Digital dancehall, conversely, is very easy to define as a 'new sound'. The new sonic textures achieved by using cheap store bought synthesizers and drum machines became wildly popular with the public. How important is the aspect of sonic novelty in Jamaican pop music?

"Not as important as it has been in North American pop music (where the Millie Small 'My Boy Lollipop' was a hit). Although, I do think that it contributed to the success of 'Sleng Teng'. I think Jamaicans respond to sound differently and reggae had a different relationship with sound than American pop music which was originally engineered to sound good on a transistor radio. Reggae was always engineered top sound good outside at high volume (at a dance)."

Was there an extent to which dancehall was less politicized because it had actually become dangerous to be publicly politically affiliated?

"It was dangerous to be politically affiliated but that didn’t affect the music much. The music was never had an outright political support of one party or another (with some exceptions like the bandwagon for Manley in the early 70s). in the 70s music was ‘political’ meaning it addressed economic inequalities, class and race issues. It became less political because the economy got better and the issues weren’t as pressing and because a new generation didn’t have the same interests as the previous one. It also became less political because drug gangs were replacing political gangs in the power structure."

Did Channel One play the same role that Studio One and Treasure Isle had played to the previous generation? Did the Roots Radics fulfill a similar role to that of the Brentford All Stars/Jackie Mittoo?

"No, because Studio One was originating rhythms were as Channel One was recycling them. The Roots Radics were further recycling the rhythms that Channel One had recycled from Studio One. Jackie MIttoo was important as an arranger. The Radics were a band with Flabba often being the arranger or Dwight PInkeney."

There seems to be an inherent contradictory nature at work with dancehall stars. They are part of a very strict culture that values uniformity yet those who were most individual seem to have benefitted the most such as Yellowman due to his albinism or Lone Ranger due to his status as a foreigner. To what extent do you agree?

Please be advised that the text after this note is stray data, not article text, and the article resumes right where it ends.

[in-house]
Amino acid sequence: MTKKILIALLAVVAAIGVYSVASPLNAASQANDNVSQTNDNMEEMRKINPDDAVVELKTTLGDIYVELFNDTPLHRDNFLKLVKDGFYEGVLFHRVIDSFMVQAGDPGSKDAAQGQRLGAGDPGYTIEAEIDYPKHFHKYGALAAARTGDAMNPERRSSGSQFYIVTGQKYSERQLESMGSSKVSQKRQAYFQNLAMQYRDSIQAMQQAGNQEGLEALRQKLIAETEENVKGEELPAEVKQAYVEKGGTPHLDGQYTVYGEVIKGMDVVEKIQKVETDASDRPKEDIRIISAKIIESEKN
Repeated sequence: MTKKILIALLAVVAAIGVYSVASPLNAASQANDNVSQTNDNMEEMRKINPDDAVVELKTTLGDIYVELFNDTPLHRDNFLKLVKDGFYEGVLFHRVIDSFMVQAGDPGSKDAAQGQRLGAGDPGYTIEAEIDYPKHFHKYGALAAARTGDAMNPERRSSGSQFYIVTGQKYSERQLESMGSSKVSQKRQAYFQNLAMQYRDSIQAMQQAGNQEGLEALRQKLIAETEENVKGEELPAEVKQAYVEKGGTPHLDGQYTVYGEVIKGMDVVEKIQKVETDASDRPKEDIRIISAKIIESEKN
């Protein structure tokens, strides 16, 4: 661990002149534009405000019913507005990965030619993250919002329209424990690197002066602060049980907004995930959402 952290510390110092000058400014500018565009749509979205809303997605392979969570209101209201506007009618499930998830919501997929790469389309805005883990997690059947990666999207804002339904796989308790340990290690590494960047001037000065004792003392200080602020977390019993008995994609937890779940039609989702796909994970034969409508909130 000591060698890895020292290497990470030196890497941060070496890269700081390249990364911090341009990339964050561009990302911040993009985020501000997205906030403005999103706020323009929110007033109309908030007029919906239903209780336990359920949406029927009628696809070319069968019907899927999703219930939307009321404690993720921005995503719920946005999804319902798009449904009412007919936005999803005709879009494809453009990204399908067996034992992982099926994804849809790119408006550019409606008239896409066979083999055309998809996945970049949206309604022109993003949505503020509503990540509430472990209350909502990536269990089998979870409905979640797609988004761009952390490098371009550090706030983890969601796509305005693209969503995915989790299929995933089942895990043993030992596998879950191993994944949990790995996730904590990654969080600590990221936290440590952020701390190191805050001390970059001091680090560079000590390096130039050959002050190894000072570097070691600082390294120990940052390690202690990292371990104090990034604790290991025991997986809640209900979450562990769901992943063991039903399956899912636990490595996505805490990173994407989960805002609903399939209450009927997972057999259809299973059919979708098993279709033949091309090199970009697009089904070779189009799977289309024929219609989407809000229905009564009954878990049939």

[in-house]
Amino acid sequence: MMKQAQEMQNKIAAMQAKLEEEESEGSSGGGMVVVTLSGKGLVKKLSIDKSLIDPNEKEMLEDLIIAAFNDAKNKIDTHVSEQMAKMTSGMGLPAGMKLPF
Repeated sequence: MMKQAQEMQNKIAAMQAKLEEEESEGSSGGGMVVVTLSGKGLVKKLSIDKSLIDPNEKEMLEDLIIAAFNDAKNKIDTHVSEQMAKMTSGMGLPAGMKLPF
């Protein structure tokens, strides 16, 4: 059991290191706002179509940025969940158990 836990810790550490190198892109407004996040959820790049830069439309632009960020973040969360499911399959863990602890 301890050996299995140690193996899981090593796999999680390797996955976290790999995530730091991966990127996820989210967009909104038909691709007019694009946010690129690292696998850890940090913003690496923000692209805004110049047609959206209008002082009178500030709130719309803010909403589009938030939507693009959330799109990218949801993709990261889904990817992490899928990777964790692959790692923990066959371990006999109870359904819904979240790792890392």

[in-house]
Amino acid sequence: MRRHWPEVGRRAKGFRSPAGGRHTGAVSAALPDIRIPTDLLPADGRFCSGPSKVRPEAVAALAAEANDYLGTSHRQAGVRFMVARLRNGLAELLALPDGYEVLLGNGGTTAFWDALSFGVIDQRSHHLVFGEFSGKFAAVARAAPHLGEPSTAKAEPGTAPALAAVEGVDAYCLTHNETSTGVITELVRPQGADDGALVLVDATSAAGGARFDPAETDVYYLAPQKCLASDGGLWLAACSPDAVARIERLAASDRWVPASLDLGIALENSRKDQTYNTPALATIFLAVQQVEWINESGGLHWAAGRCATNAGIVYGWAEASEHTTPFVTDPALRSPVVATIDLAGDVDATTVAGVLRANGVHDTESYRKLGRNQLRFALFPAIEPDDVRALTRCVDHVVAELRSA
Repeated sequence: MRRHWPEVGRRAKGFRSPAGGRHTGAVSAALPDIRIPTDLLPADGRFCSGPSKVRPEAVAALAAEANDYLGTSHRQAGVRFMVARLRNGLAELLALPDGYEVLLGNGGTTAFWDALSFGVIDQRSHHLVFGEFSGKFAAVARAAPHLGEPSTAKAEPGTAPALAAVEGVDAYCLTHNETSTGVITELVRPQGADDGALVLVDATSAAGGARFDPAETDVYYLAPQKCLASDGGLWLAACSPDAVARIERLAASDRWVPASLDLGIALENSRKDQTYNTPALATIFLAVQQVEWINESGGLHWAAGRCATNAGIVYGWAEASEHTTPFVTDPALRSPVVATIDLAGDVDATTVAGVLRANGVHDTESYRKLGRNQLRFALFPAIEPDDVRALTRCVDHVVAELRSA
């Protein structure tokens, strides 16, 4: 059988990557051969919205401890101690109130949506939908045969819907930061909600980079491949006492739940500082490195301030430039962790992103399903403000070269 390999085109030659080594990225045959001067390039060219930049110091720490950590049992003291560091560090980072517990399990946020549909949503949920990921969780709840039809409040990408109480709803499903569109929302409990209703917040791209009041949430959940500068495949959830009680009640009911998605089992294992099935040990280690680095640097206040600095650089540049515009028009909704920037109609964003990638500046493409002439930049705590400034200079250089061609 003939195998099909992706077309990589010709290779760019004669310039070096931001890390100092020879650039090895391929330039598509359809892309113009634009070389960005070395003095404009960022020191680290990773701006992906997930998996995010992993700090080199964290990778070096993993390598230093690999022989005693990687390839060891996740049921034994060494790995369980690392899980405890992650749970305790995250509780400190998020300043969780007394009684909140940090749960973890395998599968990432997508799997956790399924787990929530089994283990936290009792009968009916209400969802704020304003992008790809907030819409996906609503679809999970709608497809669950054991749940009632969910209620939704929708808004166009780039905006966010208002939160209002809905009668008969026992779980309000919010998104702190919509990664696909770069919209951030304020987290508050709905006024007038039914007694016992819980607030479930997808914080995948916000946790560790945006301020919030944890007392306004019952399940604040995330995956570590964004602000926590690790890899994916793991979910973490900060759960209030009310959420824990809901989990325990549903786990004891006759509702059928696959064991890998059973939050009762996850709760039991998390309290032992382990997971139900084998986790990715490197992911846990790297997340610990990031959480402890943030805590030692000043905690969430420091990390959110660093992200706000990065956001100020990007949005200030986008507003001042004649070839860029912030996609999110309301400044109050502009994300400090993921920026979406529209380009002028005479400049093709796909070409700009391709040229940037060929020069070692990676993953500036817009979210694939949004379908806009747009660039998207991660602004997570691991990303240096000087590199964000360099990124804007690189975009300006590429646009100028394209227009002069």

"Yellowman actually made it because of his talent. There were several other “dundoos”
artists who never made it. Same with Lone Ranger. He changed the style a bit because of his foreign influences but, other than that, he fit right in. Yellowman got a lot of attention for being different – in appearance- in every other way, his values and his behaviors were quintessentially Jamaican."

Can you explain what specials are and what purpose they served in dancehall?

"Specials started out as dubplates in which the name of the sound system playing the dubplate was called. It was a boast, or a challenge to another sound in a clash, or competition. Originally, these were just test pressings which the producers would give the sounds in order to gauge the potential of a new track before it was released to the public."

Just how important was the 'Sleng Teng' riddim? Wayne Smith's cut wasn't actually the first digital dancehall track though was it?

"No, but it was the first hit. It had the prestige and power of Jammy’s sound system behind it and his contacts at home and overseas. He got good distribution and publicity. He is a very good businessman. People had been experimenting with drum machines since the 70s, most prominently, The Wailers' bassist, Aston 'Family Man' Barrett and their producer, Lee Perry."

When people talk about dancehall now in reference to artists like Elephant Man and Sean Paul, sonically, what are the major differences from the dancehall of the 70s/80s?

"The beat is different The newer artist are heavily influenced by rap, hip hop and MTV. They have a more aggressive style but also a more uptown style – meaning the production values are often more sophisticated and complex with the use of professional digital programs. A lot of the ‘roots’ artists these days have a slick sound that would have been considered too ‘soft’, too ‘lover’s rock’ for the ragamuffin crowd in the 80s. (In my opinion.)"

If you were packing a box to DJ, which ten 7"s would you make sure were in there?

Wayne Smith – 'Under Me Sleng Teng'
Lone Ranger – 'M 16'
Tristan Palma – 'Entertainment'
Barrington Levy - 'Under Mi Sensi'
Barrington Levy - 'Here I Come'
Mighty Diamonds – 'Pass the Kutchie'
Tenorsaw – 'Ring The Alarm'
Cocoa Tea – 'Sonia'
Supercat – 'Boops'
Denis Brown – 'Revolution'

To read our review of the Dancehall album click here.